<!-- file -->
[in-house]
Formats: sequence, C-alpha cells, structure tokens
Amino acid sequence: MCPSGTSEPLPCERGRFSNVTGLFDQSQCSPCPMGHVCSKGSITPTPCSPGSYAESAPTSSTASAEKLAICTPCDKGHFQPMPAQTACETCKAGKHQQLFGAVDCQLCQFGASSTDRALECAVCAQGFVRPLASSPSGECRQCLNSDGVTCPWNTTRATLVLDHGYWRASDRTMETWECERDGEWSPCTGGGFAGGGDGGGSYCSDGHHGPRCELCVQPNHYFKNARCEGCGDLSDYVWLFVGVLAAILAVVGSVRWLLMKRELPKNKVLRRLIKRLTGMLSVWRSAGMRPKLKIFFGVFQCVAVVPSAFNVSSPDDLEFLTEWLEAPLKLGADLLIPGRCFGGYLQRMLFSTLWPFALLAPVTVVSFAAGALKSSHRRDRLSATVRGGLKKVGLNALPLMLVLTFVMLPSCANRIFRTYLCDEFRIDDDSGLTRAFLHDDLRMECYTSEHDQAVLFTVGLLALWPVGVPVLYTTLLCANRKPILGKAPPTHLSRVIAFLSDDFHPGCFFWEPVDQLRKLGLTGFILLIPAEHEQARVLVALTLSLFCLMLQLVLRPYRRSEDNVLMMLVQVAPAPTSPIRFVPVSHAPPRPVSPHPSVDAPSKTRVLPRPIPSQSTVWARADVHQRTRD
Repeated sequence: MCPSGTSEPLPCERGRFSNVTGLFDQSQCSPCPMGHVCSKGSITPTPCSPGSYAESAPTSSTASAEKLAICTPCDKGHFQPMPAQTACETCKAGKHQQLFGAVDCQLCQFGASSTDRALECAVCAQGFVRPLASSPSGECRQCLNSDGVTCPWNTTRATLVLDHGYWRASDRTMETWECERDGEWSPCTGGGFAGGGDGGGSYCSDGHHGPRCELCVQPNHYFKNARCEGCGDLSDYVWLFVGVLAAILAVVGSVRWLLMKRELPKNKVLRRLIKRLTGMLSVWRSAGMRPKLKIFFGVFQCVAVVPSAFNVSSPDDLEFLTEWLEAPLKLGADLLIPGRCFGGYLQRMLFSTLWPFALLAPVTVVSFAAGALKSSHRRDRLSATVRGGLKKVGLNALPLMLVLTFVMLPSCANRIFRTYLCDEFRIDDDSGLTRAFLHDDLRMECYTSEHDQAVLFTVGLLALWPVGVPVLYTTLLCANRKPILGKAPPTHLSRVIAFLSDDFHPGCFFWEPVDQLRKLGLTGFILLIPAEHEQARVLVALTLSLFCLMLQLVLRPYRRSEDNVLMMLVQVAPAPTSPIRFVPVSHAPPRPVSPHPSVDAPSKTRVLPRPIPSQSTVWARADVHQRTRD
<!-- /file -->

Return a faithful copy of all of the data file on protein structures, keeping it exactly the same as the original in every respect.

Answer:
[in-house]
Formats: sequence, C-alpha cells, structure tokens
Amino acid sequence: MCPSGTSEPLPCERGRFSNVTGLFDQSQCSPCPMGHVCSKGSITPTPCSPGSYAESAPTSSTASAEKLAICTPCDKGHFQPMPAQTACETCKAGKHQQLFGAVDCQLCQFGASSTDRALECAVCAQGFVRPLASSPSGECRQCLNSDGVTCPWNTTRATLVLDHGYWRASDRTMETWECERDGEWSPCTGGGFAGGGDGGGSYCSDGHHGPRCELCVQPNHYFKNARCEGCGDLSDYVWLFVGVLAAILAVVGSVRWLLMKRELPKNKVLRRLIKRLTGMLSVWRSAGMRPKLKIFFGVFQCVAVVPSAFNVSSPDDLEFLTEWLEAPLKLGADLLIPGRCFGGYLQRMLFSTLWPFALLAPVTVVSFAAGALKSSHRRDRLSATVRGGLKKVGLNALPLMLVLTFVMLPSCANRIFRTYLCDEFRIDDDSGLTRAFLHDDLRMECYTSEHDQAVLFTVGLLALWPVGVPVLYTTLLCANRKPILGKAPPTHLSRVIAFLSDDFHPGCFFWEPVDQLRKLGLTGFILLIPAEHEQARVLVALTLSLFCLMLQLVLRPYRRSEDNVLMMLVQVAPAPTSPIRFVPVSHAPPRPVSPHPSVDAPSKTRVLPRPIPSQSTVWARADVHQRTRD
Repeated sequence: MCPSGTSEPLPCERGRFSNVTGLFDQSQCSPCPMGHVCSKGSITPTPCSPGSYAESAPTSSTASAEKLAICTPCDKGHFQPMPAQTACETCKAGKHQQLFGAVDCQLCQFGASSTDRALECAVCAQGFVRPLASSPSGECRQCLNSDGVTCPWNTTRATLVLDHGYWRASDRTMETWECERDGEWSPCTGGGFAGGGDGGGSYCSDGHHGPRCELCVQPNHYFKNARCEGCGDLSDYVWLFVGVLAAILAVVGSVRWLLMKRELPKNKVLRRLIKRLTGMLSVWRSAGMRPKLKIFFGVFQCVAVVPSAFNVSSPDDLEFLTEWLEAPLKLGADLLIPGRCFGGYLQRMLFSTLWPFALLAPVTVVSFAAGALKSSHRRDRLSATVRGGLKKVGLNALPLMLVLTFVMLPSCANRIFRTYLCDEFRIDDDSGLTRAFLHDDLRMECYTSEHDQAVLFTVGLLALWPVGVPVLYTTLLCANRKPILGKAPPTHLSRVIAFLSDDFHPGCFFWEPVDQLRKLGLTGFILLIPAEHEQARVLVALTLSLFCLMLQLVLRPYRRSEDNVLMMLVQVAPAPTSPIRFVPVSHAPPRPVSPHPSVDAPSKTRVLPRPIPSQSTVWARADVHQRTRD